Kaempffer Leaving Register
by Melissa Bailey | Nov 26, 2012 8:38 am
Posted to: Legal Writes, Media
After 14 years on the beat, New Haven’s best-sourced crime reporter is moving to the other side of the desk.
Bill Kaempffer (pictured recording rapper Wiley Don complaining to the mayor about the cops on Kensington Street), who reports on police and fire for the New Haven Register, has landed a job as the spokesman for the Bridgeport police department.
His last day reporting for the Register will be Dec. 7, he said.
Kaempffer, who’s 44, got hired at the Register in 1998 after covering a police beat in Pittsburgh for six years. Over the years, he became an omnipresence at major crime scenes and developed a regional reputation as the hardest-working and best informed reporter on the beat.
Becoming the voice of a police department was a logical move, he said.
“It’s pretty safe to say that I’ve been a police reporter for most of my adult life. Making this transition, it seems kind of natural. This is all I’ve really ever done,” he said.
Kaempffer will continue to live in New Haven.
“I’m going to miss the Register terribly,” he said. “It’s been a very important and time-consuming part of my life.”
Tags: William Kaempffer, police beat
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posted by: leibzelig on November 26, 2012 11:10am
I am very happy for Bill and sad for us. He is a pro and covered a beat that takes a lot out of you in time and in having to see and write about the worst of society. It’s hard to have a life when your working schedule is dependent on when crime and other tragedy occurs.
I wish him well and hold out hope that there is another person who can do this vital but soul-consuming job.
Good luck in Bridgeport, Bill. You will be a hard act to follow for the next person. I hope the Reg will not nickle and dime when it comes to finding someone to cover this beat.
All the best.
Congrats, Bill! You will surely be missed. They don’t make many reporters like Bill K. anymore -a hard-working, shoe-leather journo who was so plugged in, the cops called him for information. I sat kitty-corner from Bill in the NH Register newsroom and used to laugh hearing him spell his bear of a last name to people on phone (“two f’s as in Frank”). Good luck in B-Po, Bill! Keep those cops honest!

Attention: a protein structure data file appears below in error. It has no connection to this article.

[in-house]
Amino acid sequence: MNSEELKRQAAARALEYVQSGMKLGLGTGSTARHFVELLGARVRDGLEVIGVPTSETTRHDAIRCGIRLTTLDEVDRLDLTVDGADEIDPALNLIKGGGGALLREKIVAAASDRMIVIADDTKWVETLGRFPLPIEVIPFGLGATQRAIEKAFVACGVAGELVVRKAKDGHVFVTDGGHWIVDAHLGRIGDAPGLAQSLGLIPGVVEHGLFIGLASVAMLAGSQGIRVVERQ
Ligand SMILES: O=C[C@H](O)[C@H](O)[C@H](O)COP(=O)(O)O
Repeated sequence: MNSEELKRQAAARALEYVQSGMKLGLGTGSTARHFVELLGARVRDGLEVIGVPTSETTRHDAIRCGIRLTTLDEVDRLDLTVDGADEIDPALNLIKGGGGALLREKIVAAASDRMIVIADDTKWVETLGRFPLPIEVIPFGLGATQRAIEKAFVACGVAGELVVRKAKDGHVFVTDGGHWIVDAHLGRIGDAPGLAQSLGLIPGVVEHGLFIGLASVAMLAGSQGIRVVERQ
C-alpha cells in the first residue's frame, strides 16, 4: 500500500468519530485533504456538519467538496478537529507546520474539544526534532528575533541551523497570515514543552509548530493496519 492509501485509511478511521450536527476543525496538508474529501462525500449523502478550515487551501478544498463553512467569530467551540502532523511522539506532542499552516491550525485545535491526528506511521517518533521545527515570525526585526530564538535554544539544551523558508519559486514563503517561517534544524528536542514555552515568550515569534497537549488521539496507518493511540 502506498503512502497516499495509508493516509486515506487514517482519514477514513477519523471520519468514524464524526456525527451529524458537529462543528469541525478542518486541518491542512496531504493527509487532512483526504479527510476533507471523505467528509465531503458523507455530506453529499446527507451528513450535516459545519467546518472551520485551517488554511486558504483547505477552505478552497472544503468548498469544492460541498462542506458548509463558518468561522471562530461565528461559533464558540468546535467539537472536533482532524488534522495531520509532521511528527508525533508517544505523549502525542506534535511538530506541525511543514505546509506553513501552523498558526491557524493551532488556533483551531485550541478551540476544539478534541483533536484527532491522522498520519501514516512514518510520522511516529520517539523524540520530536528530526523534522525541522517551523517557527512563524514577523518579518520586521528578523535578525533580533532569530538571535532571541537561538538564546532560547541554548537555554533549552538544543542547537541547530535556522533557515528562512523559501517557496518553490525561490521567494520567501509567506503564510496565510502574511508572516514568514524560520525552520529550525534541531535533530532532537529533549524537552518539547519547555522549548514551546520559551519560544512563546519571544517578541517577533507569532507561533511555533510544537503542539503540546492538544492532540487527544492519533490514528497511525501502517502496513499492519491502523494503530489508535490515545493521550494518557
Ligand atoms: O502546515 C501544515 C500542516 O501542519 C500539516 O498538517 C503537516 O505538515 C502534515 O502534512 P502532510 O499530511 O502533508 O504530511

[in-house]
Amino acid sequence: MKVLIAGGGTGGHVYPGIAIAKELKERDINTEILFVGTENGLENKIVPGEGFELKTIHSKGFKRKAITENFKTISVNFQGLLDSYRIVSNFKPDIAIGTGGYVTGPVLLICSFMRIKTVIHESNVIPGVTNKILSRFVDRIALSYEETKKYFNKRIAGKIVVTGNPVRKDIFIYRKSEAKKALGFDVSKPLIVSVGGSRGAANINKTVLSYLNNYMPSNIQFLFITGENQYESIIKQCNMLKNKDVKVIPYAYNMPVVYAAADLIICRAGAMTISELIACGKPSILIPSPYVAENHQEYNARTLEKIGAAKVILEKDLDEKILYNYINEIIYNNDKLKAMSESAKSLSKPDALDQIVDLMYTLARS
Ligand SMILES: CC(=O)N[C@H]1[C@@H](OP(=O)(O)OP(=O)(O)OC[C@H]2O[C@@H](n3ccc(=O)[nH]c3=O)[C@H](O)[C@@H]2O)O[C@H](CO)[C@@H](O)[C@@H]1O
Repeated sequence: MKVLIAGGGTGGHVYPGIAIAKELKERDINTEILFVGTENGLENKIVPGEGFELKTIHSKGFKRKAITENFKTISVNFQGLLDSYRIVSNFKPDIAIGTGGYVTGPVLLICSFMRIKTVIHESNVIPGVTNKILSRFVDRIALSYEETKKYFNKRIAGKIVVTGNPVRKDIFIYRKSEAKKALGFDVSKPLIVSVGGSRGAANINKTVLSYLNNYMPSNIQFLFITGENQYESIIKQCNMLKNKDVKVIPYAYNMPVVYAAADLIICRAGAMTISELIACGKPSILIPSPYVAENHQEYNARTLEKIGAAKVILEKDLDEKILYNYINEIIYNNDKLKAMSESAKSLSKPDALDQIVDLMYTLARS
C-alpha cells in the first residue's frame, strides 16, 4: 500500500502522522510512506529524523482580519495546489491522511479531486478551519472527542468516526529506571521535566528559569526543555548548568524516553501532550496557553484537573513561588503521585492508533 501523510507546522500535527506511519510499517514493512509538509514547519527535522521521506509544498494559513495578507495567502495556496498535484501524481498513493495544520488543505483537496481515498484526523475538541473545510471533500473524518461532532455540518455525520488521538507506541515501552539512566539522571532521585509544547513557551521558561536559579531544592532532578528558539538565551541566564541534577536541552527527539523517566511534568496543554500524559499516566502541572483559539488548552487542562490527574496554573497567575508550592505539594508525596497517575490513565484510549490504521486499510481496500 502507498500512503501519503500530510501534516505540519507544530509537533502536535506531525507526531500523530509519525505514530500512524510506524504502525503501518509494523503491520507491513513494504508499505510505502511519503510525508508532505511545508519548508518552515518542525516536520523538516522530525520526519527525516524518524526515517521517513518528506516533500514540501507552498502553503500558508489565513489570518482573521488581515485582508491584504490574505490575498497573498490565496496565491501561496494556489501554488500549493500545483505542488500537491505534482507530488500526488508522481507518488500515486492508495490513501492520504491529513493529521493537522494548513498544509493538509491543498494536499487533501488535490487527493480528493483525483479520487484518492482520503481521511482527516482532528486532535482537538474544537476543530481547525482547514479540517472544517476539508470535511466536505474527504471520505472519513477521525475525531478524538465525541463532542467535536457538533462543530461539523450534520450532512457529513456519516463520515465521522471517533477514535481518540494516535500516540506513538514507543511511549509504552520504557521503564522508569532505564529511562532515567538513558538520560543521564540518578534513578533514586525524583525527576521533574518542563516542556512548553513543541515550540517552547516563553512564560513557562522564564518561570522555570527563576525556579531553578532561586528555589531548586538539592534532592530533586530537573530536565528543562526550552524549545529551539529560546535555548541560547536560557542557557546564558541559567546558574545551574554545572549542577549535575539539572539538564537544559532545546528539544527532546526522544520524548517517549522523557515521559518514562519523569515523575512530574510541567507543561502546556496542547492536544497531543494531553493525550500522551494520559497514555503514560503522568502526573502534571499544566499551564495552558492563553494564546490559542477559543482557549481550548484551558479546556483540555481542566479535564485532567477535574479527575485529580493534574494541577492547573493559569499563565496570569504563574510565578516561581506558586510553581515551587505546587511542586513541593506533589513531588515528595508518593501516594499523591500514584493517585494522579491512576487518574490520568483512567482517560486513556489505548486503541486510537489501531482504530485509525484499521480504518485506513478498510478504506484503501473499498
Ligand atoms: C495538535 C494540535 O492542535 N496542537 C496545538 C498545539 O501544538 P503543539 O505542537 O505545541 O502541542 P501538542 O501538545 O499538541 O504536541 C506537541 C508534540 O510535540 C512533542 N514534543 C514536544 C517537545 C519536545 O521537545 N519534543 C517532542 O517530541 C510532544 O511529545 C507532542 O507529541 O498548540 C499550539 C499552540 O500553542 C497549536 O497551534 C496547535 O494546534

Covering cops and crime is one of the toughest reporting jobs around. Nobody did it better than Bill. He was fair, thorough - one of the best reporters I have ever worked with in my nearly 4 decades in the business.
Anyone who’s worked on either side of Police reporting knows it’s a constant balancing act. Instinctively, Police try to protect information while the press try to get as much of it as they can. As cordial as the correspondence between the two camps may seem, the truth is there is often a similarly instinctive distrust of the other.
As a relatively new media liaison, I was reeled in by smiling reporters and sweet-talking assignment editors. I’ve likened the experience to that of the children in “Chitty-Chitty-Bang-Bang” who were lured in by the promise of Treacle and Chocolates by the cleverly disguised Child Catcher, only to find themselves caged.
There were a few exceptions to the professional tug-o-war. Bill is at the top of the list. He reports on what he’s investigated and not simply on what he’s been told. He is a true writer. He is a professional through and through, a great friend, a source of immeasurable professional help and a great person to vent to. The Register should be very proud of his years of intelligent reporting.
Congratulations Bill. The Bridgeport Police Department is very lucky to have your expertise on the way.
Congratulations to an excellent reporter and even better little league baseball score book keeper.
posted by: leibzelig on November 27, 2012 7:34pm
The story of Bill’s hiring in Bridgeport follows a pattern of New Haven media breaking stories about doings in the Park City. The Connecticut Post’s story about Bill’s hiring as police spokesman in Bridgeport quoted the New Haven Independent as its source. In the late 1980s, the New Haven Register was first to run the story of the Post’s sale to the Thomson group. Some things never change.